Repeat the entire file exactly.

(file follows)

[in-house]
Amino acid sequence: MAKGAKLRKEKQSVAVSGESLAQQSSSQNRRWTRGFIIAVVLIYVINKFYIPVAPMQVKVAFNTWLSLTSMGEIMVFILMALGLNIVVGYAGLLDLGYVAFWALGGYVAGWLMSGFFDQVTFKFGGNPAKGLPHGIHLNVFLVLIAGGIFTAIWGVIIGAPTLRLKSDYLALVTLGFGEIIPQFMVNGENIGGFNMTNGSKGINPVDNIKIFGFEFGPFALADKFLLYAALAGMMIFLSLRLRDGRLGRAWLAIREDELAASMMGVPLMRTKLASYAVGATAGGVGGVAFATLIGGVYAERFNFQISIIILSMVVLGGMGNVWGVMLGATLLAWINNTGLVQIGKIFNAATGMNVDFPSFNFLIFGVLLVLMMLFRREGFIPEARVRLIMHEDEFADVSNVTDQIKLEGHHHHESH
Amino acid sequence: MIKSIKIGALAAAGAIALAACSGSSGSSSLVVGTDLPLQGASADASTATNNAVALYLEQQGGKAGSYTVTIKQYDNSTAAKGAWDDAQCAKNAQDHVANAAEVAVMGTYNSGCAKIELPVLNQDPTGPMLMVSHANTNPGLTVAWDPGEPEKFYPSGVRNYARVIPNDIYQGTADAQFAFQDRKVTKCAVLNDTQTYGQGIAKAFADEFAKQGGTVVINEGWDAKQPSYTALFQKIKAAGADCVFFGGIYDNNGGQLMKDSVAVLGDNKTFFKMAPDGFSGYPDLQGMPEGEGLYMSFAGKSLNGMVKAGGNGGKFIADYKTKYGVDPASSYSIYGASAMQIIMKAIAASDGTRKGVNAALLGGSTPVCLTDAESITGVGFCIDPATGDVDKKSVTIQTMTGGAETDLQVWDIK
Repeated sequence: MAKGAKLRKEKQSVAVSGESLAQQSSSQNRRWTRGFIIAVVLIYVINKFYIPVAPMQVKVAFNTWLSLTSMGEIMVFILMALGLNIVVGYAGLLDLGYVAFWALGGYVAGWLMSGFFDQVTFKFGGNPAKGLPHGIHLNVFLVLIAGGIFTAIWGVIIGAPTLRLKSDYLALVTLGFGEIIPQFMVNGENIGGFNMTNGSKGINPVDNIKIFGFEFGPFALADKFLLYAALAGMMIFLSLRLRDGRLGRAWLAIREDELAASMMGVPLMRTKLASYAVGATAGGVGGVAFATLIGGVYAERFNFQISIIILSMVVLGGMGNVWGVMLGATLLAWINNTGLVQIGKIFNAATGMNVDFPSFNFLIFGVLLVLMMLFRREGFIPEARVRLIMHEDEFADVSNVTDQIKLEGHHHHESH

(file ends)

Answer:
[in-house]
Amino acid sequence: MAKGAKLRKEKQSVAVSGESLAQQSSSQNRRWTRGFIIAVVLIYVINKFYIPVAPMQVKVAFNTWLSLTSMGEIMVFILMALGLNIVVGYAGLLDLGYVAFWALGGYVAGWLMSGFFDQVTFKFGGNPAKGLPHGIHLNVFLVLIAGGIFTAIWGVIIGAPTLRLKSDYLALVTLGFGEIIPQFMVNGENIGGFNMTNGSKGINPVDNIKIFGFEFGPFALADKFLLYAALAGMMIFLSLRLRDGRLGRAWLAIREDELAASMMGVPLMRTKLASYAVGATAGGVGGVAFATLIGGVYAERFNFQISIIILSMVVLGGMGNVWGVMLGATLLAWINNTGLVQIGKIFNAATGMNVDFPSFNFLIFGVLLVLMMLFRREGFIPEARVRLIMHEDEFADVSNVTDQIKLEGHHHHESH
Amino acid sequence: MIKSIKIGALAAAGAIALAACSGSSGSSSLVVGTDLPLQGASADASTATNNAVALYLEQQGGKAGSYTVTIKQYDNSTAAKGAWDDAQCAKNAQDHVANAAEVAVMGTYNSGCAKIELPVLNQDPTGPMLMVSHANTNPGLTVAWDPGEPEKFYPSGVRNYARVIPNDIYQGTADAQFAFQDRKVTKCAVLNDTQTYGQGIAKAFADEFAKQGGTVVINEGWDAKQPSYTALFQKIKAAGADCVFFGGIYDNNGGQLMKDSVAVLGDNKTFFKMAPDGFSGYPDLQGMPEGEGLYMSFAGKSLNGMVKAGGNGGKFIADYKTKYGVDPASSYSIYGASAMQIIMKAIAASDGTRKGVNAALLGGSTPVCLTDAESITGVGFCIDPATGDVDKKSVTIQTMTGGAETDLQVWDIK
Repeated sequence: MAKGAKLRKEKQSVAVSGESLAQQSSSQNRRWTRGFIIAVVLIYVINKFYIPVAPMQVKVAFNTWLSLTSMGEIMVFILMALGLNIVVGYAGLLDLGYVAFWALGGYVAGWLMSGFFDQVTFKFGGNPAKGLPHGIHLNVFLVLIAGGIFTAIWGVIIGAPTLRLKSDYLALVTLGFGEIIPQFMVNGENIGGFNMTNGSKGINPVDNIKIFGFEFGPFALADKFLLYAALAGMMIFLSLRLRDGRLGRAWLAIREDELAASMMGVPLMRTKLASYAVGATAGGVGGVAFATLIGGVYAERFNFQISIIILSMVVLGGMGNVWGVMLGATLLAWINNTGLVQIGKIFNAATGMNVDFPSFNFLIFGVLLVLMMLFRREGFIPEARVRLIMHEDEFADVSNVTDQIKLEGHHHHESH